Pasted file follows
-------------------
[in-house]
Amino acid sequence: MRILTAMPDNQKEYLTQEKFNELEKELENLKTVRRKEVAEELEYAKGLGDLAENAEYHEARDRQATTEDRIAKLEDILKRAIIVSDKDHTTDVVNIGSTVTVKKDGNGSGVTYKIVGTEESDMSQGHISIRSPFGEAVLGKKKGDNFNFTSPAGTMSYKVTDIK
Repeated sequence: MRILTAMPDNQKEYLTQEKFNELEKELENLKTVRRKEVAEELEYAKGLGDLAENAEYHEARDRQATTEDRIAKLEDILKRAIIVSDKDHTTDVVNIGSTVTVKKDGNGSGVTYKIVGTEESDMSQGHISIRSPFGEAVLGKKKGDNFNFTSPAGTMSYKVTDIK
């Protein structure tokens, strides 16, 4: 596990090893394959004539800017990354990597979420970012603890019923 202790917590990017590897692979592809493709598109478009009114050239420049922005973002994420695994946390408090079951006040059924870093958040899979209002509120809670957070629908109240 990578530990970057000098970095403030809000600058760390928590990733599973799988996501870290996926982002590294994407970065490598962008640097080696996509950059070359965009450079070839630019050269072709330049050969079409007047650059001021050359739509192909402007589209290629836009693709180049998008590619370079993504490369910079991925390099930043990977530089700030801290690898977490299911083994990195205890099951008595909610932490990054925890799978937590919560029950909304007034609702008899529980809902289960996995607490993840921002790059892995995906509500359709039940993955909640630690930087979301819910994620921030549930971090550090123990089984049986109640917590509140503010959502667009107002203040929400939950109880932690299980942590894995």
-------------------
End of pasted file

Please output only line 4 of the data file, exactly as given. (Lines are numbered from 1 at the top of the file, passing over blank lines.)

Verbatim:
């Protein structure tokens, strides 16, 4: 596990090893394959004539800017990354990597979420970012603890019923 202790917590990017590897692979592809493709598109478009009114050239420049922005973002994420695994946390408090079951006040059924870093958040899979209002509120809670957070629908109240 990578530990970057000098970095403030809000600058760390928590990733599973799988996501870290996926982002590294994407970065490598962008640097080696996509950059070359965009450079070839630019050269072709330049050969079409007047650059001021050359739509192909402007589209290629836009693709180049998008590619370079993504490369910079991925390099930043990977530089700030801290690898977490299911083994990195205890099951008595909610932490990054925890799978937590919560029950909304007034609702008899529980809902289960996995607490993840921002790059892995995906509500359709039940993955909640630690930087979301819910994620921030549930971090550090123990089984049986109640917590509140503010959502667009107002203040929400939950109880932690299980942590894995």